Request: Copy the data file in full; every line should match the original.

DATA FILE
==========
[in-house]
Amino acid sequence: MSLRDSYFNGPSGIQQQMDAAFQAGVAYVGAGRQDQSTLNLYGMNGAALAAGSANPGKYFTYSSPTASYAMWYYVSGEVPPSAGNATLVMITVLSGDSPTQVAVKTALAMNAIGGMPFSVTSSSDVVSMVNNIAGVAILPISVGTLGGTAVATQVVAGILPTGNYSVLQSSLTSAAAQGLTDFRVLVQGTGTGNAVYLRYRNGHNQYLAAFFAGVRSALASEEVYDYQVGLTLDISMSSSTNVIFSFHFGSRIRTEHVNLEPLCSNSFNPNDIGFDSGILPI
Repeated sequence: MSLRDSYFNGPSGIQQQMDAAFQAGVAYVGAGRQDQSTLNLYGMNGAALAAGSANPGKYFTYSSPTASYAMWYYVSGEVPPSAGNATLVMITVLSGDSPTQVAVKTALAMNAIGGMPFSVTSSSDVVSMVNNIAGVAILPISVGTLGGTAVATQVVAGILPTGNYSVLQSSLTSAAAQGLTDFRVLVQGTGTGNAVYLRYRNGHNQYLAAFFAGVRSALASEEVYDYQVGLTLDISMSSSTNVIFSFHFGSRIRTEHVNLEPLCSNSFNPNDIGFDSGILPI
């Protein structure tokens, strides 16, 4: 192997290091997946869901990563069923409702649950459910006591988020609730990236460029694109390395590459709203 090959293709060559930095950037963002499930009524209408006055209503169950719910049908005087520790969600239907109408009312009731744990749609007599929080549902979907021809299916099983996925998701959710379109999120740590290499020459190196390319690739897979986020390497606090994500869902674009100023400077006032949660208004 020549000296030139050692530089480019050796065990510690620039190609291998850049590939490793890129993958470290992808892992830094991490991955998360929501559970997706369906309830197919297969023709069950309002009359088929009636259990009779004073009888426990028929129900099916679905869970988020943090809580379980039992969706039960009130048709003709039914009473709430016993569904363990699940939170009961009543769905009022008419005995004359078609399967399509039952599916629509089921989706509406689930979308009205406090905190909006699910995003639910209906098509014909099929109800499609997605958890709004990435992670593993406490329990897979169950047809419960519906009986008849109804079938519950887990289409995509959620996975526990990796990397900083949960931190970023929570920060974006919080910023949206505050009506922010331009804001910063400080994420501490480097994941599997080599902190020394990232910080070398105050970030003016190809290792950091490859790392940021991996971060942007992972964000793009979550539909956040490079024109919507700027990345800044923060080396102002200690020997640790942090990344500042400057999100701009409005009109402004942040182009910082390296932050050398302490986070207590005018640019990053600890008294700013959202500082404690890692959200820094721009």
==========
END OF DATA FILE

[in-house]
Amino acid sequence: MSLRDSYFNGPSGIQQQMDAAFQAGVAYVGAGRQDQSTLNLYGMNGAALAAGSANPGKYFTYSSPTASYAMWYYVSGEVPPSAGNATLVMITVLSGDSPTQVAVKTALAMNAIGGMPFSVTSSSDVVSMVNNIAGVAILPISVGTLGGTAVATQVVAGILPTGNYSVLQSSLTSAAAQGLTDFRVLVQGTGTGNAVYLRYRNGHNQYLAAFFAGVRSALASEEVYDYQVGLTLDISMSSSTNVIFSFHFGSRIRTEHVNLEPLCSNSFNPNDIGFDSGILPI
Repeated sequence: MSLRDSYFNGPSGIQQQMDAAFQAGVAYVGAGRQDQSTLNLYGMNGAALAAGSANPGKYFTYSSPTASYAMWYYVSGEVPPSAGNATLVMITVLSGDSPTQVAVKTALAMNAIGGMPFSVTSSSDVVSMVNNIAGVAILPISVGTLGGTAVATQVVAGILPTGNYSVLQSSLTSAAAQGLTDFRVLVQGTGTGNAVYLRYRNGHNQYLAAFFAGVRSALASEEVYDYQVGLTLDISMSSSTNVIFSFHFGSRIRTEHVNLEPLCSNSFNPNDIGFDSGILPI
């Protein structure tokens, strides 16, 4: 192997290091997946869901990563069923409702649950459910006591988020609730990236460029694109390395590459709203 090959293709060559930095950037963002499930009524209408006055209503169950719910049908005087520790969600239907109408009312009731744990749609007599929080549902979907021809299916099983996925998701959710379109999120740590290499020459190196390319690739897979986020390497606090994500869902674009100023400077006032949660208004 020549000296030139050692530089480019050796065990510690620039190609291998850049590939490793890129993958470290992808892992830094991490991955998360929501559970997706369906309830197919297969023709069950309002009359088929009636259990009779004073009888426990028929129900099916679905869970988020943090809580379980039992969706039960009130048709003709039914009473709430016993569904363990699940939170009961009543769905009022008419005995004359078609399967399509039952599916629509089921989706509406689930979308009205406090905190909006699910995003639910209906098509014909099929109800499609997605958890709004990435992670593993406490329990897979169950047809419960519906009986008849109804079938519950887990289409995509959620996975526990990796990397900083949960931190970023929570920060974006919080910023949206505050009506922010331009804001910063400080994420501490480097994941599997080599902190020394990232910080070398105050970030003016190809290792950091490859790392940021991996971060942007992972964000793009979550539909956040490079024109919507700027990345800044923060080396102002200690020997640790942090990344500042400057999100701009409005009109402004942040182009910082390296932050050398302490986070207590005018640019990053600890008294700013959202500082404690890692959200820094721009």